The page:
Contact us at:
micromorphRCN@gmail.com
Alejandra Jaramillo
Division of Biological Sciences
University of Missouri-Columbia

Research Interests:

I am interested in understanding the origins and maintenance of plant diversity in tropical forests. My research focuses on the phylogenetics and character evolution of members of the order Piperales, one of the basalmost lineages of angiosperms. My studies on character evolution have focused on the evolution of flowers in the perianthless Piperales and the genetics of flower development in Aristolochiaceae. My phylogenetic studies have focused on the genus Piper, one of the largest genera of flowering plants.

Flower development in Aristolochia
My studies on the genetics of flower development of Aristolochia have given interesting insights into the evolution of the ABC model outside the eudicots and monocots. I am investigating the role of floral identity genes in the production of Aristolochia's unique perianth morphology. Specifically, I have focused on the petal and stamen identity genes, APETALA3 (AP3) and PISTILLATA (PI). Using in situ mRNA hybridization, I showed that shifts in AP3 and PI expression in Aristolochia do not produce homeotic changes in the perianth, and most probably these genes have been co-opted for novel functions. I am expanding this comparative expression analysis to a broad sample of Aristolochia species native from Brazil, in order to evaluate the role of AP3 and PI in the large flower diversification exhibited by the genus. To evaluate the implications of the gene expression patterns observed in Aristolochia, I plan to conduct functional analysis by exploring the utility of virally-induced gene silencing (VIGS).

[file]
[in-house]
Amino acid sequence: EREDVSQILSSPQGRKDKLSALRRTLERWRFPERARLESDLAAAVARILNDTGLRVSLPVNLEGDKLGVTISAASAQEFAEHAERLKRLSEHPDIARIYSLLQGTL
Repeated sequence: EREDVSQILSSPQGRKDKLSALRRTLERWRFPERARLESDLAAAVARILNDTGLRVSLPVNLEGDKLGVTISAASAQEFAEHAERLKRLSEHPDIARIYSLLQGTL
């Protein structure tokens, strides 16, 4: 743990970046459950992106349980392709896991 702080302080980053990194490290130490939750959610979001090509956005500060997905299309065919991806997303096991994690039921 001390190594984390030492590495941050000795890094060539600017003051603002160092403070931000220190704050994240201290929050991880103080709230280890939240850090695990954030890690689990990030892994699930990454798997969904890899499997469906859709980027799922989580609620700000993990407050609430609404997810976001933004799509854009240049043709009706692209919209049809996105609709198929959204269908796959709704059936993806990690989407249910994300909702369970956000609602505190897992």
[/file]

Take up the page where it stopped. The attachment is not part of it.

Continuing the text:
Phylogenetics of Piper
My studies on the phylogenetic relationships of the genus Piper have provided a robust phylogenetic framework to test hypothesis about character evolution and clade diversification. Piper is distributed in the tropics around the world, however it is most diverse in the Neotropics. We can recognize four phytogeographic assemblages of neotropical Piper: Central America, the Andes, the Amazonia and the Atlantic Forest of Brazil (AFB). I am currently studying the species diversity in the AFB, a region greatly endangered as only 8% of its original coverage is left.